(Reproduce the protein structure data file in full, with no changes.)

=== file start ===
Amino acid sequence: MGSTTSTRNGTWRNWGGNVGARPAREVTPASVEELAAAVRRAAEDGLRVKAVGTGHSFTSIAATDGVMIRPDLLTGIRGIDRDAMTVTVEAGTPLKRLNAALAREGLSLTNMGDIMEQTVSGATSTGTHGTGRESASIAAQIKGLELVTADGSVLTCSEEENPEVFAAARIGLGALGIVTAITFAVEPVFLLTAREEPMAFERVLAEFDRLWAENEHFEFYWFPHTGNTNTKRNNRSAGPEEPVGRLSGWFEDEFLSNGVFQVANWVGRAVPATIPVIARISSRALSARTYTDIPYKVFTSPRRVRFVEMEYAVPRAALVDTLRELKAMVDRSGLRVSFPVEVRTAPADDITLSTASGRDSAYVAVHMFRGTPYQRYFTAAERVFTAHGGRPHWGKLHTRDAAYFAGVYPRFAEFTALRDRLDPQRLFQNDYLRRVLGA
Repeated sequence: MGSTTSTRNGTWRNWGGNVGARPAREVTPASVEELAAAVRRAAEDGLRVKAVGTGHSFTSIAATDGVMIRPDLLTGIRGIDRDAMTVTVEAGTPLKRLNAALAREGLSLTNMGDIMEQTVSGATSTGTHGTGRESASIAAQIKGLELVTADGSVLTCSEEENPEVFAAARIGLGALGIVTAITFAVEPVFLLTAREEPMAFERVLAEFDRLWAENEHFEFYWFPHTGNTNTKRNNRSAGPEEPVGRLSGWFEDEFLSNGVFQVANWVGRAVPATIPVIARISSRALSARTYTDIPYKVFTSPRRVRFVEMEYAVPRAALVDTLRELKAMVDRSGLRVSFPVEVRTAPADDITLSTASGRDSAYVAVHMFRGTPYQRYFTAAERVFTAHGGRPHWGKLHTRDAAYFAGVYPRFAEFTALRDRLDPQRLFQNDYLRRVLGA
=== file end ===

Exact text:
Amino acid sequence: MGSTTSTRNGTWRNWGGNVGARPAREVTPASVEELAAAVRRAAEDGLRVKAVGTGHSFTSIAATDGVMIRPDLLTGIRGIDRDAMTVTVEAGTPLKRLNAALAREGLSLTNMGDIMEQTVSGATSTGTHGTGRESASIAAQIKGLELVTADGSVLTCSEEENPEVFAAARIGLGALGIVTAITFAVEPVFLLTAREEPMAFERVLAEFDRLWAENEHFEFYWFPHTGNTNTKRNNRSAGPEEPVGRLSGWFEDEFLSNGVFQVANWVGRAVPATIPVIARISSRALSARTYTDIPYKVFTSPRRVRFVEMEYAVPRAALVDTLRELKAMVDRSGLRVSFPVEVRTAPADDITLSTASGRDSAYVAVHMFRGTPYQRYFTAAERVFTAHGGRPHWGKLHTRDAAYFAGVYPRFAEFTALRDRLDPQRLFQNDYLRRVLGA
Repeated sequence: MGSTTSTRNGTWRNWGGNVGARPAREVTPASVEELAAAVRRAAEDGLRVKAVGTGHSFTSIAATDGVMIRPDLLTGIRGIDRDAMTVTVEAGTPLKRLNAALAREGLSLTNMGDIMEQTVSGATSTGTHGTGRESASIAAQIKGLELVTADGSVLTCSEEENPEVFAAARIGLGALGIVTAITFAVEPVFLLTAREEPMAFERVLAEFDRLWAENEHFEFYWFPHTGNTNTKRNNRSAGPEEPVGRLSGWFEDEFLSNGVFQVANWVGRAVPATIPVIARISSRALSARTYTDIPYKVFTSPRRVRFVEMEYAVPRAALVDTLRELKAMVDRSGLRVSFPVEVRTAPADDITLSTASGRDSAYVAVHMFRGTPYQRYFTAAERVFTAHGGRPHWGKLHTRDAAYFAGVYPRFAEFTALRDRLDPQRLFQNDYLRRVLGA